I am close to finishing my book on Christian theology that I have been writing for the past several months. I would like to share with you some of the lessons I have learned from my research:
1. To Be Ignorant of the Old Testament Is to Be Ignorant of God.
The vast majority of biblical references to who God is are in the Old Testament, not the New. If the essence of eternal life is knowing God (John 17:3), then to avoid preaching on the Old Testament is to neglect preaching on who God is and how one comes to know God. The authors of the New Testament assume you know something about the storyline of the Torah. It is impossible to fully grasp the meaning of the New Testament until we understand the Old.
2. The Old Testament Is Just as Important for the Study of Christian Theology as the New.
A theology which neglects the Old Testament and builds doctrine primarily based on the books of John and Romans is going to be extremely unbalanced. Antinomianism in all its forms functionally decanonizes the Old Testament and makes it irrelevant for the study of Christian ethics. If we do not take into consideration the entire canon of Scripture, we will have an incomplete picture of who God is.
3. The Bible Has as Much to Say on the Wrath of God as the Love of God.
After compiling and examining all the passages in Scripture which speak on God’s wrath or hell, I literally felt sick to my stomach. God’s hatred of sin and the evil people who commit it is a dominant theme in Scripture. We must emphasize equally God’s just wrath against sinners and his love for the lost.
4. Exegesis Is Really Hard Work.
I always knew that biblical interpretation takes time and effort. But some passages of Scripture require intense examination and cross-referencing to fully understand. Systematic theology must never be separated from biblical studies. A theology divorced from exegesis is not a theology based on the Bible.
5. Concordance Theology Is Christian Theology.
Since all Christian theology is derived from Scripture, we must take all of Scripture into consideration when summarizing the doctrines of the Bible. I never would have been able to write this book without Bibleworks or another concordance program like it. Each of us has a finite memory that cannot simultaneously meditate on every verse related to the area we are studying. You can’t even remember where you parked your car last week. If you don’t believe concordance theology is essential to arriving at the truth of Scripture, then you need a thicker concordance to take more of Scripture into consideration.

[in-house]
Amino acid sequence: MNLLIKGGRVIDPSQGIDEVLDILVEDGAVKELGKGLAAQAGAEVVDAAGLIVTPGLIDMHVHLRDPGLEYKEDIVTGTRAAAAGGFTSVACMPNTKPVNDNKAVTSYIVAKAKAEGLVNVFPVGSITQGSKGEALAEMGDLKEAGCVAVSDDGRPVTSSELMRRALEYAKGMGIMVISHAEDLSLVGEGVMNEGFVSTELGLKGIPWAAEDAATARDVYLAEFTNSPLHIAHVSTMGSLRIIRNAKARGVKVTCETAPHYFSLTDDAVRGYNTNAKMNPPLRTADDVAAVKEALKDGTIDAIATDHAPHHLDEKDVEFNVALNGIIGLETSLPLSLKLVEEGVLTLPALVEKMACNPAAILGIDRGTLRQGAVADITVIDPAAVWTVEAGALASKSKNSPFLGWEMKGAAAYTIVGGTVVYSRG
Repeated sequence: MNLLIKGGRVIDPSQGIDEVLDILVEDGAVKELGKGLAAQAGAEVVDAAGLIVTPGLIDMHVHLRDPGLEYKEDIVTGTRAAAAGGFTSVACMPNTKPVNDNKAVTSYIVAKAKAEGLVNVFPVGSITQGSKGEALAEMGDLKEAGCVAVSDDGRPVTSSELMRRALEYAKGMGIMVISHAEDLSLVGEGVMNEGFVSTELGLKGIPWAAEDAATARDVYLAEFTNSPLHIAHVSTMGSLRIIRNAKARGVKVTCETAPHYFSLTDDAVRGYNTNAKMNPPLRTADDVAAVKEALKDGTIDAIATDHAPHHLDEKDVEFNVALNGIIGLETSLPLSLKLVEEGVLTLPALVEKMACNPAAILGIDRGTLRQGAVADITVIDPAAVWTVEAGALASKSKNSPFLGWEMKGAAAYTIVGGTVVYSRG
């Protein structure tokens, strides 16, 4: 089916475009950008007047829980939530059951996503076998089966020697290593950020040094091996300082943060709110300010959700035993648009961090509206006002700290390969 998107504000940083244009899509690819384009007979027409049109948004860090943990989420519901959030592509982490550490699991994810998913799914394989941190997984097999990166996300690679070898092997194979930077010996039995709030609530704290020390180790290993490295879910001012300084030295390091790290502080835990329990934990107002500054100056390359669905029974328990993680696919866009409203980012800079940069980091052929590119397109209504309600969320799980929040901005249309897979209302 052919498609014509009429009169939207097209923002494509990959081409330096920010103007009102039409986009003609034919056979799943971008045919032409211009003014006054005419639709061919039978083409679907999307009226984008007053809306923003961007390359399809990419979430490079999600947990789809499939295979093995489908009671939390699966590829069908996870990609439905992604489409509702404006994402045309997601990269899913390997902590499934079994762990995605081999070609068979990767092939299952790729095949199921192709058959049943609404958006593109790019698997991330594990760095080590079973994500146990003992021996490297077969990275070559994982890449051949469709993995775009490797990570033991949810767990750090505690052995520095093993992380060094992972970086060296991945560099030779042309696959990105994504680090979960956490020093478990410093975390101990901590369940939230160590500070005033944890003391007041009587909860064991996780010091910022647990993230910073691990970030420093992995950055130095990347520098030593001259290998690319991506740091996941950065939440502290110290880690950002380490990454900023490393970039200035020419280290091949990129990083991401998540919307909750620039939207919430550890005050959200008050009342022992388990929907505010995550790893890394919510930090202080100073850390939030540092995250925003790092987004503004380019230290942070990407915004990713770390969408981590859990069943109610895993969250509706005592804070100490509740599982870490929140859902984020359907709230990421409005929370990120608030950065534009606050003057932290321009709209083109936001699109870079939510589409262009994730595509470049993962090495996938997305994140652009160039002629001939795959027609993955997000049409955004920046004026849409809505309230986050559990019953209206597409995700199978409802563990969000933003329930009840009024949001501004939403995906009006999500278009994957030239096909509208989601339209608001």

6. A Great Portion of the American Church Is Biblically Illiterate Based on How Much of the Bible They Do Not Believe in or Put into Practice.
When people believe in doctrines not taught in the Bible, it is more often the case that they do so because they are not familiar enough with the Bible’s teaching on the subject than willful self-deception. Hosea writes, “My people perish for lack of knowledge” (4:6). Mocking the idea that all we have to do to arrive at the truth is open a concordance and study all the verses related to the subject we are investigating as an amateur way of doing theology keeps you and others from embracing the truth.
7. The Influence of Human Tradition Is More Powerful than I Thought.
What we really believe is based on the hermeneutical grid we inherit from our parents and teachers with which we interpret the Bible. As Richard Wurmbrand once said, “We are put in a mold from earliest youth and taught only the arguments that favor our parents’ religion. Yet we are convinced that we have thought it all out for ourselves.”
8. It Takes Hard Work to Come to a Wrong Conclusion in Christian Theology.
You have to overlook a large number of different passages of Scripture throughout the Bible to believe in something that is contrary to it. Every doctrine of Scripture is taught in at least more than one place. That means in order to come to an incorrect conclusion in matters of Christian theology, you must misinterpret multiple passages of Scripture which teach the correct doctrine you do not believe in. And you must also misinterpret Scripture to find proof texts for what you believe in to support the opposite doctrine which is not actually taught in Scripture.
9. What You Really Believe Is Demonstrated by Your Actions.
A man believes no more than he does. A person who believes in hell and does not share the gospel is functionally equivalent to someone who does not believe in hell and lives consistently with his disbelief in it. The end result is the same regardless of what a person claims to believe. The person who says he is pro-life personally but believes the decision about abortion should be left up to the mother instead of the government votes the same way a person does who says he is pro-choice. There is no practical difference either way when it comes to the living out of our lives which is the basis upon which we are judged in Matthew 25. That is one of the reasons why Christian doctrine is taught through narrative passages of Scripture so that we can see how the truth is to be lived out.
10. The Truth Is Often More Nuanced than We Are Comfortable With.
We want everything to be in categories of black or white. But the truth is often complex and requires us to take into consideration passages of Scripture which may at first seem to contradict one another. It is only when we view things from God’s perspective and allow him to define the boundaries of right and wrong that we are able to see clearly. See my articles on lying and self-defense for an illustration of this principle.